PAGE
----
What Is A Mortgagor?

5 Min Read
Updated March 27, 2023
Written By
Kevin Graham
Front of blue house surrounded by green grass

If you’re buying a house, you’ll likely need to take out a loan. A loan to buy a home is called a mortgage, and it’s typically paid back in monthly installments over 15 – 30 years. The two main entities involved in the lending process are called the mortgagor and the mortgagee.

Let’s take a closer look at what a mortgagor is and their responsibilities in the home buying process.

Mortgagor Definition

A mortgagor is a person who takes out a mortgage loan from a bank or financial institution. Typically, they will make a down payment on the property, though it’s not always required. The rest of the purchase price is covered by a mortgage.

A mortgage closes the gap between what the home costs and the down payment a borrower contributes to pay for the home. When the borrower receives the funds to cover the balance, they become a mortgagor.

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Who Are The Mortgagor And Mortgagee?

Most people finance their purchase of real estate through a mortgage. The two main parties involved in this financial agreement are the mortgagor and the mortgagee.

The mortgagor – often referred to as the borrower or client – borrows money to pay for a home. A mortgagee is an entity that lends the mortgagor money. The entity is typically referred to as the lender.

Mortgagor Vs. Mortgagee

The mortgagee sets the loan terms and is responsible for communicating the terms of the mortgage clearly to the mortgagor. The terms will include the length of the loan, payment due dates, loan amount, interest rate and whether mortgage insurance is required. The mortgagee will make sure that they receive payment. And they have the right to seize the property if the mortgagor stops paying.

After securing the loan, the mortgagor will simply make monthly mortgage payments throughout the life of the loan. Most loans are paid monthly, but some real estate payments are made quarterly. If the mortgagor fails to meet the terms of the mortgage, the mortgagee has the right to put the property into foreclosure.

How Do Mortgages Work?

A mortgage is a home loan that helps you purchase a property. The mortgagor is expected to put a specified amount down on a home, and the mortgage covers the rest of the cost of the property. The minimum down payment is typically 3% – 5% of the total cost of the property. Some loans, including VA loans, don’t require a down payment.

To qualify for a loan, you must prove that you will be able to pay back the remaining balance. A mortgagee will take several factors into consideration, including your:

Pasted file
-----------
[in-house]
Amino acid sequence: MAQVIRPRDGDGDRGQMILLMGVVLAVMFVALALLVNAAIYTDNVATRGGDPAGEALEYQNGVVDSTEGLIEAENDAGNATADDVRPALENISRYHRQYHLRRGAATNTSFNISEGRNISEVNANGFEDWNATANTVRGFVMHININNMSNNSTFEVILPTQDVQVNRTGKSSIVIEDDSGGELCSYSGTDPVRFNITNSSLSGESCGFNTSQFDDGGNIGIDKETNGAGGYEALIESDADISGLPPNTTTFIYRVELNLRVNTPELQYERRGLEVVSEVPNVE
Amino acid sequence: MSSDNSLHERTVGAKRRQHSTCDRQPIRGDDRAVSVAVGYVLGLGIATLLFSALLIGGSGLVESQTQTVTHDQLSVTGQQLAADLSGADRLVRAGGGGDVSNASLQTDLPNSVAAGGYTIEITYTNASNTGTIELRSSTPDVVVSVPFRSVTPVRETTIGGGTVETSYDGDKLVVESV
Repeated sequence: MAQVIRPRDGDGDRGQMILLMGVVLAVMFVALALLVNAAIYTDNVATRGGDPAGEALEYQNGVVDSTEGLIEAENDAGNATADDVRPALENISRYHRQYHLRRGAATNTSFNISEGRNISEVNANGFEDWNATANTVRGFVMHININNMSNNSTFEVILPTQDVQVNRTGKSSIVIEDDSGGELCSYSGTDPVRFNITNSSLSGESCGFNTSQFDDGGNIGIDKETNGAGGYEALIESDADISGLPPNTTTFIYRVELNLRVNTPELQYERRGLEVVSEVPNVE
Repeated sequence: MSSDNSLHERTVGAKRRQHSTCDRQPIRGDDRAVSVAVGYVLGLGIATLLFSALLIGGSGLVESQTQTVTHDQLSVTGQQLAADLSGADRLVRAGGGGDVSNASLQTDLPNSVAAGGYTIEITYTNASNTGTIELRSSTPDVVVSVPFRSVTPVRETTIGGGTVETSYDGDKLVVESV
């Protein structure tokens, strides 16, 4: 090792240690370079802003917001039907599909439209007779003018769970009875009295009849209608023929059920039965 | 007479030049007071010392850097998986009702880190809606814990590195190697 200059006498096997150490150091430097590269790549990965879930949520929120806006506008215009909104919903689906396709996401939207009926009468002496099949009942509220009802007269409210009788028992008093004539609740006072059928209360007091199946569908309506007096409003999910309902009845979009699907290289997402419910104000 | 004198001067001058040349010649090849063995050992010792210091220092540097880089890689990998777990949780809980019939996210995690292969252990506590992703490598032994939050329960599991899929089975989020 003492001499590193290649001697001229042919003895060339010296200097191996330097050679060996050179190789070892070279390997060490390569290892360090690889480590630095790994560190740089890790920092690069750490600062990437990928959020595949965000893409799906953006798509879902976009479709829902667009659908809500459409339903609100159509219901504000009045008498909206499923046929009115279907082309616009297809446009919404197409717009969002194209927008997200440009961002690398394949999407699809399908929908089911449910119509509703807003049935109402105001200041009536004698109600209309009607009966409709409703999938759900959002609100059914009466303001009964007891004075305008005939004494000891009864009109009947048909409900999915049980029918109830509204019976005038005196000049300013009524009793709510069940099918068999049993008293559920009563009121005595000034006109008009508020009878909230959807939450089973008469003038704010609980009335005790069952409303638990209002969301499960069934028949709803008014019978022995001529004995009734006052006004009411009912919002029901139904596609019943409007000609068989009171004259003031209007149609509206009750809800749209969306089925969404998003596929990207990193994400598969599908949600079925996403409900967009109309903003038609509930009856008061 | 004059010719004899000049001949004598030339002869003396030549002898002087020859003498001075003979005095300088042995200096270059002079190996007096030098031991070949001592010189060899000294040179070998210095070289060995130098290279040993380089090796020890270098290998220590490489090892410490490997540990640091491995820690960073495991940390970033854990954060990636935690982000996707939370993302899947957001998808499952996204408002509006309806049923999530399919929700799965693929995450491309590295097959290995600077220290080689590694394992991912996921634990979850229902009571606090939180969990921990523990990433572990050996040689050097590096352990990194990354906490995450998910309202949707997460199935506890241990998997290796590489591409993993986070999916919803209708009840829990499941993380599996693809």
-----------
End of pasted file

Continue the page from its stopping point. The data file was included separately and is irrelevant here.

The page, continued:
• Credit score: Most mortgagees require a credit score of 580 or higher for FHA and VA loans. Conventional loans typically require a 620 qualifying credit score. Your credit score is impacted by your credit history, including your credit accounts, ability to make on-time payments and more.
  • Debt-to-income ratio: Your debt-to-income (DTI) ratio is the total amount of debt payments you are required to make every month compared to your monthly income. If you have a high DTI ratio, you may not qualify for higher loan amounts.
  • Income: You must be able to afford your mortgage payments. During underwriting, the mortgagee will assess your income, assets and the details of the real property to confirm your ability to pay back the loan.

In exchange for the mortgage, the lender holds a lien on the mortgaged property as collateral. The mortgagor is expected to make regular payments on the loan until the property is paid off. The exchange of collateral for money is called a secured loan.

Repayment Terms

The mortgagor receives the deed to their home after paying off the mortgage in full. Most people choose a mortgage term of 15, 20 or 30 years. You may have more term options depending on the type of loan you get.

Equity Of Redemption

If a mortgagor stops paying on their loan or gets behind on their payments, the property may go into foreclosure. If this occurs, the mortgagor can exercise the equity of redemption. The equity of redemption is the homeowner’s right to buy their property even when it’s in foreclosure.

In other words, the homeowner can catch up on their payments and pay the total amount due in full. Once they have paid up to their current expected payment, they will be out of the foreclosure process.

Equity of redemption is important because it allows borrowers to recover from the potential financial detriments of foreclosure. If the mortgagor does not exercise the equity of redemption, the mortgagee has the right to sell the collateral to try to recuperate their investment. Legal rights around the timing of redemption vary from state to state, so talk to an attorney if you have questions.

A mortgagee clause also ensures that the mortgagee gets paid despite any property damage caused by the mortgagor.

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You can get a real, customizable mortgage solution based on your unique financial situation.

The Bottom Line: Mortgagors Are The Borrowers

Mortgagors receive a loan from a mortgagee in exchange for a lien on the deed to a home, allowing the property to be used as collateral. The mortgagor is expected to pay back the loan in installments over the life of the loan.

If the mortgagor fails to make the expected payments, the mortgagee can take possession of the property and start foreclosure proceedings. Fortunately, the mortgagor can prevent foreclosure by catching up on missed payments and paying the balance in full. If they fail to do so, the lender can sell the property to recoup the money they lent the mortgagor.

If you want to learn more about the home buying journey, read about the mortgage loan process, and the nine steps you can take to apply for initial approval.